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Report: Supermarkets and migrant workers’ rights abuses in Spain


UK supermarkets are connected to endemic workers’ rights abuses in the Spanish regions of Almeria and Huelva, through their fruit and vegetable supply chains.

31st March 2023

For 20 years, migrant agricultural workers in the Almeria and Huelva regions of southern Spain have faced flagrant abuses of their basic rights. They have been refused legal wages, fired for joining unions, forced to work in unsafe conditions, shouted at for taking toilet breaks and sexually assaulted and harassed.

As a 2022 report funded by the Spanish government says, “The miracle of Spanish food exports would not exist without labour exploitation.” This is especially pronounced in the regions of Huelva and Almeria.

Produce on our supermarket shelves comes from these regions. During the winter months of December to February, one in every six tomatoes eaten in the UK is likely to be from Almeria. At least six out of every 10 strawberries between January and March are likely to be from Huelva.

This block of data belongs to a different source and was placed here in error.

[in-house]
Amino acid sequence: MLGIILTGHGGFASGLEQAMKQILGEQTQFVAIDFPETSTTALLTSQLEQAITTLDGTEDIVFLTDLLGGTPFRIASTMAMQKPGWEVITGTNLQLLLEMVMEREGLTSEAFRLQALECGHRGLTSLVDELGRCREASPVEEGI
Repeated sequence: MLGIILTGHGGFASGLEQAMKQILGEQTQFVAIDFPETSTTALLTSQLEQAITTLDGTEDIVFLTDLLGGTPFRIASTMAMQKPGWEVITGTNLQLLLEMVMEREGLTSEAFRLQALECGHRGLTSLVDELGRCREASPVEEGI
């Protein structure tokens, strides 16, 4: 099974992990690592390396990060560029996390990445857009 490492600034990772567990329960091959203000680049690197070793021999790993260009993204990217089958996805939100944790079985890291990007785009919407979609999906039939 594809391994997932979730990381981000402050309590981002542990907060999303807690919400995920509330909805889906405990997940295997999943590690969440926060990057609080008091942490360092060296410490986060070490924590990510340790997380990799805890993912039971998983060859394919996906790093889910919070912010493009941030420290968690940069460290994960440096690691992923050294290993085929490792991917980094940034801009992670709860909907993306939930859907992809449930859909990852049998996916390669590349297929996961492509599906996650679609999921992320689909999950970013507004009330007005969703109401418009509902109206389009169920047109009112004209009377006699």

This new report provides detailed evidence of the scale of the abuses which are endemic across the agricultural sectors in Huelva and Almeria.

It collects evidence from trade unions, academic and NGO reports, media investigations, and UN reports. It also collates a number of corroborating interviews with workers, conducted by Ethical Consumer during recent years.

Our main findings

Ethical Consumer’s analysis found that eight out of the nine fundamental workers’ rights standards championed by UK supermarkets are being violated on farms in Almeria and Huelva. Evidence was found of all the following abuses:

  • Forced labour
  • Union busting
  • Unsafe working conditions
  • Payment of less than minimum wage
  • Excessive working hours
  • Failure to provide regular employment
  • Discrimination, including sexual harassment
  • Harsh and inhumane treatment

Considering their substantial buying power, supermarkets have enormous untapped potential to improve conditions for workers. As a major market for Huelva and Almeria’s products, they could, should they choose to, push for real and meaningful change. Yet so far they have failed to take meaningful action, with supply chain policies and enforcement policies only applied to direct suppliers, and voluntary certification schemes and memberships failing to ensure compliance with basic workers’ rights at the farm level.